Sump Pump Pits
Sump Pump Pits may need cleaning as well. If they have filled with silt, mud, and debris. Follow suggested guidelines by the manufacturer or hire a professional to get the sump pump back to normal operating conditions.
Cleaning up the Home
- Remove all of the baseboards, carpet, hardwood flooring, laminate flooring, and any underlay for that flooring.
- Ask you insurance company how best to handle the drywall. I have heard some people recommend cutting 2′ above the waterline, then removing everything below, to prevent creeping mold. Other people recommend just removing everything 4′ and below, but leaving a small section attached, to show the insurance adjuster how high the water came. Of course, if you flooded above 4′, then you’d need to remove the drywall up to, and 2′ above the flood line.
- After the studs and sub-floors dry, spray with a bleach mixture (3/4 cup of liquid chlorine beach per gallon of water). You’ll want to let that dry and repeat a couple more times. Some people even follow up those 3 bleach treatments with a spray mold inhibitor too. I’d go the extra step, if it were my home.
- Remember, you cannot paint or caulk mold away. It must be removed. It will only continue to grow, even behind strong primers, like Kilz and Zinsser 123.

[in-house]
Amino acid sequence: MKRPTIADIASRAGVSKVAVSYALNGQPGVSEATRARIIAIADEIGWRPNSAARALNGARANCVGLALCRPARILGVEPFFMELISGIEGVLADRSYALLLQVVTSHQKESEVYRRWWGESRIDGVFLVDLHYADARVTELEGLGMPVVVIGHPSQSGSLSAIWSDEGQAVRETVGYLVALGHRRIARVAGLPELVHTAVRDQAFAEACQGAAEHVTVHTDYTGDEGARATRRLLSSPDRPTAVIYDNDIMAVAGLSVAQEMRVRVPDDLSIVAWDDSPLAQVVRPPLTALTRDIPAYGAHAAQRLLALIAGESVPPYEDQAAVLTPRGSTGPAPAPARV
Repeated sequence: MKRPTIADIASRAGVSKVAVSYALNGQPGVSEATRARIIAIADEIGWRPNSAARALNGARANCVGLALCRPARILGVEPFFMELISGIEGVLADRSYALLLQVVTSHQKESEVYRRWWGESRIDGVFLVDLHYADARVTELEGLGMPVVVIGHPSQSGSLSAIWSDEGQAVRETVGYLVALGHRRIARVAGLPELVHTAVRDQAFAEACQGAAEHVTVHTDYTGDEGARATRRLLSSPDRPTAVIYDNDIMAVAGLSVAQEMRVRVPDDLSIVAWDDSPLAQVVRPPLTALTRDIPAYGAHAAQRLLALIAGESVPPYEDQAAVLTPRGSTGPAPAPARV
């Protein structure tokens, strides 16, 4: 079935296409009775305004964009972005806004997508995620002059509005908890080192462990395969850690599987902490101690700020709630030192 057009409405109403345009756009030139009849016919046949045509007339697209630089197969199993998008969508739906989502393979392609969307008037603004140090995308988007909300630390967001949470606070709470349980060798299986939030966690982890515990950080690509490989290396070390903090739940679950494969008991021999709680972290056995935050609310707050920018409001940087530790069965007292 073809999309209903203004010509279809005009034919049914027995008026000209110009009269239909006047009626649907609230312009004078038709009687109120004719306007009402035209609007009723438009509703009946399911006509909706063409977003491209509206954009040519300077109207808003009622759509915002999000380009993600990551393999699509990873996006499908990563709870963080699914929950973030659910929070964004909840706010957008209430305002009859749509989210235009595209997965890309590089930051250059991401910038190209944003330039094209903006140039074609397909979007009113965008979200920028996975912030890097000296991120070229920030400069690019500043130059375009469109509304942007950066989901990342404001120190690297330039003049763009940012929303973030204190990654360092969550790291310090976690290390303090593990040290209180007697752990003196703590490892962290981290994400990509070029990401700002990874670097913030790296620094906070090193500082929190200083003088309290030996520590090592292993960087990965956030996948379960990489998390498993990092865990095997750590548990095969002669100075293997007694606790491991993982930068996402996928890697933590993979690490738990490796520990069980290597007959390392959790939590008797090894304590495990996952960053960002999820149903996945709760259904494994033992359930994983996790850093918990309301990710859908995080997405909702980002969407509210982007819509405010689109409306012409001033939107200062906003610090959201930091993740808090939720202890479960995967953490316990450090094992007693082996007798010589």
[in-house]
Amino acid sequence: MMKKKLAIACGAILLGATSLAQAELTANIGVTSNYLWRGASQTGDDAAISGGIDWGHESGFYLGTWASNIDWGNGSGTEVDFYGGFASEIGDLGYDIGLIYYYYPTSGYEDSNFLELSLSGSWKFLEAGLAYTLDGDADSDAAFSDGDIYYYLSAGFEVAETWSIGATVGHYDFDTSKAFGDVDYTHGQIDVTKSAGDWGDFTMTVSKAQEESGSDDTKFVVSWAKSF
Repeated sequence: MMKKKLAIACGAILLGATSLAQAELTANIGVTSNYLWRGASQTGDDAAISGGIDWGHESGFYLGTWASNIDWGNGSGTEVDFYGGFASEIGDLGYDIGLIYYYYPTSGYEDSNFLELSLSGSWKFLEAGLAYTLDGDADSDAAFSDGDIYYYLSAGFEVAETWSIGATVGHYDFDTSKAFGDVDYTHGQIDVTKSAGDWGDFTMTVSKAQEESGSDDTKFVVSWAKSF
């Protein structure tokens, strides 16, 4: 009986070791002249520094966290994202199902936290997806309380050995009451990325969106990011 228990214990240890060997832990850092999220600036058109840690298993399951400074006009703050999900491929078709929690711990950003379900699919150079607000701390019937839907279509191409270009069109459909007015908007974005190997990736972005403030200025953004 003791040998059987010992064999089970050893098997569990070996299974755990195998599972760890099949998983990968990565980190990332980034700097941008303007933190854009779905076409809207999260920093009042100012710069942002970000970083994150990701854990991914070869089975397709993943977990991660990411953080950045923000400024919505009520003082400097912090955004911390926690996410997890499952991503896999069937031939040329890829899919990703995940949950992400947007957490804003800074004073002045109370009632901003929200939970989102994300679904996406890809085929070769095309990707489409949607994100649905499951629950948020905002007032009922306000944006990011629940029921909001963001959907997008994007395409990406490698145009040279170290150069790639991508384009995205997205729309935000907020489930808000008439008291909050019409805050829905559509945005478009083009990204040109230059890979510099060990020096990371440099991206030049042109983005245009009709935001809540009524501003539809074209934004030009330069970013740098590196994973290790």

Protecting the Home While Waiting for Repairs
- Protect the home from further damage, from the elements and looters, by putting boards up on broken windows and doors. If you leave your home exposed to more damage, the insurance company can refuse to pay for that additional damage.
- Any wood furniture or items that you want to save should be kept inside at night, to protect from looters.
Disinfect All the Things
As a last note, completely disinfect all items and areas of the home you are able to salvage. Remember what I said about that bacteria, sewage, mold, and other hazardous items being in the water.
Further information and tips on flood cleanup from the American Cleaning Institute.
Please comment below if you think I should add additional info from reliable state and federal sources to this post. I can’t cover everything here, but may add valuable info, as needed.
Save this Hurricane Prep List to help you get ready for the next Hurricane.
Check out the incredible makeover on this Office Chair I rescued from the curb.
Sign up for the Abbotts At Home Email Newsletter for updates on this post or if you are a fan of DIY, crafts, and Interior Design.